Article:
Study reveals smokers in California feel ostracized by society — 14percent of California smokers feel shunned by others

There was once a time when smoking cigarettes may have been considered ‘cool’: there was the burly, Western masculine ideal of the Marlboro Man, who lit up in between lassoing cattle. And who could forget the iconic James Dean, puffing away in many a photograph and film in the 1950s? In the same era, fifties housewives in checkerboard aprons rushed to light their husband’s cigarette after he arrived home from work, forming an iconic image of this decade. Lest not forget imagery of alluring vixens throughout history, draped over sofas, a cigarette holder between their fingers. On the silver screen, smoking cigarettes is an even more prominent feature: romantic scenes often inevitably end with couples enjoying a post-coital cigarette or three; busy newsrooms were once depicted in a fog of smoke; and nowadays, everyone from Brad Pitt to Scarlett Johansson has wielded a cigarette as part of their on-screen persona.

However, times have since changed. Rejected by singles in numerous dating profiles, who state that they would never date a smoker; forced to take their last drag outside the airport before a long-haul flight; admonished by the family doctor, and shunned onto the wet and windy street outside the workplace, it’s reasonable to assume that smokers these days are an ostracized population. It’s easy to wonder why so many smokers (an estimated 14 percent of American adults) continue the habit, and if they feel there are any benefits, which is hard to believe considering cigarette smoking is still the leading cause of preventable disease and death in the US, resulting in the death of more than 480,000 people each year. So, what would it take to convince smokers to ditch their habit — both for their own good, as well as the greater health and wellbeing of society? Last year, California proposed a contingency management plan to pay people to stay sober in the form of cash incentives or payments for every negative drug test over a certain period. Could a similar strategy help convince tobacco users to stay smoke-free?

Oklahoma Smokes, an alternative smoke for tobacco quittin’ folk, surveyed 3,595 smokers to find out just how much of a cash incentive would encourage them to curb their tobacco habit. It was found that the average smoker in California said a cash incentive of no less than $15,728 from a federal program would nudge them in the right direction and make them quit cigarettes, compared to a national average of $9,080. While this might be an eye-popping figure, it is worth noting that smoking-related illness in the United States costs more than $300 billion each year — as there are 34 million smokers, this works out to approximately $8,832 per smoker.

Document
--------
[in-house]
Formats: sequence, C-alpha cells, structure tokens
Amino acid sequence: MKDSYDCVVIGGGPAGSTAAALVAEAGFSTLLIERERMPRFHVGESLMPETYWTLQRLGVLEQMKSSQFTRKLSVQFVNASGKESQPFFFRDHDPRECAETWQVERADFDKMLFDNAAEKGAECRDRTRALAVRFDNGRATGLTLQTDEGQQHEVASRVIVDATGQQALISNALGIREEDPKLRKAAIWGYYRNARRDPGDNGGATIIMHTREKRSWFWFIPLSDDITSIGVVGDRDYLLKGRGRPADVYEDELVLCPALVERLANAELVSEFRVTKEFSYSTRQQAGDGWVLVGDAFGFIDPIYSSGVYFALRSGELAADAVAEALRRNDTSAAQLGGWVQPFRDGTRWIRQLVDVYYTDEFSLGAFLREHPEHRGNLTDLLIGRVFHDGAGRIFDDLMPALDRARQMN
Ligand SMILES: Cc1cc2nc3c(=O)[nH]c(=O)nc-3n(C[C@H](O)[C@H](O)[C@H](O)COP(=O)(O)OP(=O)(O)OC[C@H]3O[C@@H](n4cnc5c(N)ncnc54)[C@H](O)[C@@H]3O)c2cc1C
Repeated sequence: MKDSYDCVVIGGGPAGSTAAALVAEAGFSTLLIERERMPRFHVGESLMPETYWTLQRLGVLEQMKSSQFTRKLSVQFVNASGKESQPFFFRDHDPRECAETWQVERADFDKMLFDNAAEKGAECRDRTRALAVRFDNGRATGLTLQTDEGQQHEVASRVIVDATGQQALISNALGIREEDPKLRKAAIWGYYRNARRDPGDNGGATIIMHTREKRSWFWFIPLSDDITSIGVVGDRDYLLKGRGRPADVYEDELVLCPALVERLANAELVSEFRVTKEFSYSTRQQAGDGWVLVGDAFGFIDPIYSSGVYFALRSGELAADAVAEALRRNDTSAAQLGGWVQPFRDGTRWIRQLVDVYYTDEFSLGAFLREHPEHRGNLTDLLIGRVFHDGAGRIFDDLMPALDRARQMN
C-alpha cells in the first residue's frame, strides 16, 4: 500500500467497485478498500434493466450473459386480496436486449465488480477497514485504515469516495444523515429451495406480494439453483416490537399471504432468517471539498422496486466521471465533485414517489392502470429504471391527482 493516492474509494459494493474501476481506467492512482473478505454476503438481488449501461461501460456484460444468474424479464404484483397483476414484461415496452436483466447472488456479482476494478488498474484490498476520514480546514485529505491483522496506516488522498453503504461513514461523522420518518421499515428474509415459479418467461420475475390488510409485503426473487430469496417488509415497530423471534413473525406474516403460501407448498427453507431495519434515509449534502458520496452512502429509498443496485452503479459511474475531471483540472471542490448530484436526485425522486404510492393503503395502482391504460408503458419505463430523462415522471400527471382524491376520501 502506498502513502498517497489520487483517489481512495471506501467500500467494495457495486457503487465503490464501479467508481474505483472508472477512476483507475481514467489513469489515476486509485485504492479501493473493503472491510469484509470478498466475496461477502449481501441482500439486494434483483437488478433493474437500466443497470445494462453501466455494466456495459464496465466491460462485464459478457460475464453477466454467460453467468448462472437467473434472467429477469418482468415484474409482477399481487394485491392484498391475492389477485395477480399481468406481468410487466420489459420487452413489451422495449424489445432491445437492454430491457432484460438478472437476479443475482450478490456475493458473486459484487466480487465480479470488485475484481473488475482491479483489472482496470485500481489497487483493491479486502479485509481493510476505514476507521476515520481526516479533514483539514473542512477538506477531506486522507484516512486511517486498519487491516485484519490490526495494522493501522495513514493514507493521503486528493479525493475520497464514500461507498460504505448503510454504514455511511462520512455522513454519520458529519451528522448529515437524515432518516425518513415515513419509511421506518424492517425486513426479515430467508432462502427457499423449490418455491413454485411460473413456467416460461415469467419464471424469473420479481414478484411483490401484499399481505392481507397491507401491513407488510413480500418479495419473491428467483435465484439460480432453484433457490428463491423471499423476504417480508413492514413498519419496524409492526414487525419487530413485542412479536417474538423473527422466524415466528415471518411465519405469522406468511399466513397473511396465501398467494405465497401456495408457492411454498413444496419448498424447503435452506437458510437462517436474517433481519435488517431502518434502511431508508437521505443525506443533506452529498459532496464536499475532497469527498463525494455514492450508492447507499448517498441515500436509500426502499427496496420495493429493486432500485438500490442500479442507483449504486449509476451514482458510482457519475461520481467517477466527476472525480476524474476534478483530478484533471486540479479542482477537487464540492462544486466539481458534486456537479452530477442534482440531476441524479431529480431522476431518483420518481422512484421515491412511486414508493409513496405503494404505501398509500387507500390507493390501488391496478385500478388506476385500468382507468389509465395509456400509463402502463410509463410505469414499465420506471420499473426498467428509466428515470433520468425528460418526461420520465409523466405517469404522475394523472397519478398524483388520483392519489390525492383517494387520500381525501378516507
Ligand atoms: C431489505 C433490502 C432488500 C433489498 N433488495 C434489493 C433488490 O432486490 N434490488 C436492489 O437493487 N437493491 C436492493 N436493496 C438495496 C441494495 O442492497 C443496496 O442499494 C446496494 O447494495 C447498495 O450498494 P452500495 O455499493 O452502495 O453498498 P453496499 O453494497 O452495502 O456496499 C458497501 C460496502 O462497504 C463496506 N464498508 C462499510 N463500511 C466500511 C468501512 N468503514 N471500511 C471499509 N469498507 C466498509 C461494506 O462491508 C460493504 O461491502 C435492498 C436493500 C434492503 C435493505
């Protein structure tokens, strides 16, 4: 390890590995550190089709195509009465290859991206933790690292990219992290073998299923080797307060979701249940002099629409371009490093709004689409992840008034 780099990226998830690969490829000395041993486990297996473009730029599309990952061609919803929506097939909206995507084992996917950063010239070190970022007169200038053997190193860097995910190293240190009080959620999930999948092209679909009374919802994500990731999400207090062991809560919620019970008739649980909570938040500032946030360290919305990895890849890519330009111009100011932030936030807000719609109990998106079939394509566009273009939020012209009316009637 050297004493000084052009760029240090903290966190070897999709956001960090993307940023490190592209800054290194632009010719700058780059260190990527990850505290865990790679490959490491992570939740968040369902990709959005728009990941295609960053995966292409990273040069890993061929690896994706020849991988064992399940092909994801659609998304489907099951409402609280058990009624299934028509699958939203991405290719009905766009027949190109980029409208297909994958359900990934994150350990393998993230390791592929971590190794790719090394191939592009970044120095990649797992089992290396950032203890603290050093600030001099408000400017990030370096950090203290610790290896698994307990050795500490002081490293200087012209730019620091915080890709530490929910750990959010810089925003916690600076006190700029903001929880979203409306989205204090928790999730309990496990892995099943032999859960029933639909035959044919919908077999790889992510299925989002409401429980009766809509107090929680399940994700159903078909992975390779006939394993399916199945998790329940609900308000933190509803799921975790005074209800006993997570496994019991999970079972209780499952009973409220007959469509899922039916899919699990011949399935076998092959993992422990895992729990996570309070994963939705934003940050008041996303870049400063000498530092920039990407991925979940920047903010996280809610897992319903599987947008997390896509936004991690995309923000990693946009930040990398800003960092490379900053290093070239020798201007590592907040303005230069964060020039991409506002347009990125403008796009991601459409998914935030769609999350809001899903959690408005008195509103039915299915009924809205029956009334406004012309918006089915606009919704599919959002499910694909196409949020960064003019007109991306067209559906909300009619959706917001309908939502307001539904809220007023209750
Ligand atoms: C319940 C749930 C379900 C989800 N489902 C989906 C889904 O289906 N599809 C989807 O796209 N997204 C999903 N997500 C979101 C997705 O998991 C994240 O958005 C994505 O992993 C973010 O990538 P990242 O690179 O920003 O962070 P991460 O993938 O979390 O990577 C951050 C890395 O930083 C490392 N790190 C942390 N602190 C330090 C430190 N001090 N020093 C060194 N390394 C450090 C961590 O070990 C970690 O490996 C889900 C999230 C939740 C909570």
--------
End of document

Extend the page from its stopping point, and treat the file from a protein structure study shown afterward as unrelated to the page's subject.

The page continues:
When an uncontrollable cigarette craving hits, making you fumble for the door with box and lighter gripped in hand, being outdoors is the first step of the game plan. However, nowadays, there are certain state and local laws that govern where you may or may not smoke cigarettes in public, although the US Congress hasn’t enacted any nationwide federal smoking bans in workplaces or public places. Uniquely, the state of Nevada has banned smoking in all public places and places of employment, however, exempts casinos, bars, strip clubs, retail tobacco stores, and restaurants that don’t allow patrons under the age of 21. In other restaurants, smoking is limited to ventilated designated areas.

Although some smokers may feel shunned by the non-smoking population in society, the designation of specific areas where tobacco use is permitted is for the general greater good of society. The US spends more than $300 billion each year on illnesses linked to smoking, which include over $225 billion towards direct medical care for adults, as well as $156 billion towards lost productivity costs. Second-hand smoke contains more than 7,000 chemicals alone, of which hundreds are toxic and some, carcinogenic. Second-hand smoke is also the cause of almost 34,000 premature deaths due to heart disease among non-smokers in the US each year, as well as more than 7,300 lung cancer deaths among non-smokers in the US each year.

Essentially, non-smokers who are exposed to second-hand smoke are still inhaling many of the same carcinogenic substances and toxins as cigarette smokers themselves, which emphasizes the importance of specially designated smoking zones that are further away from general public exposure.

“While paying smokers to quit may seem a controversial subject,” said Ashwinn Krishnaswamy, of Oklahoma Smokes, “doing so would eventually place less pressure on our healthcare system and save more lives, both among smokers and non-smokers alike.”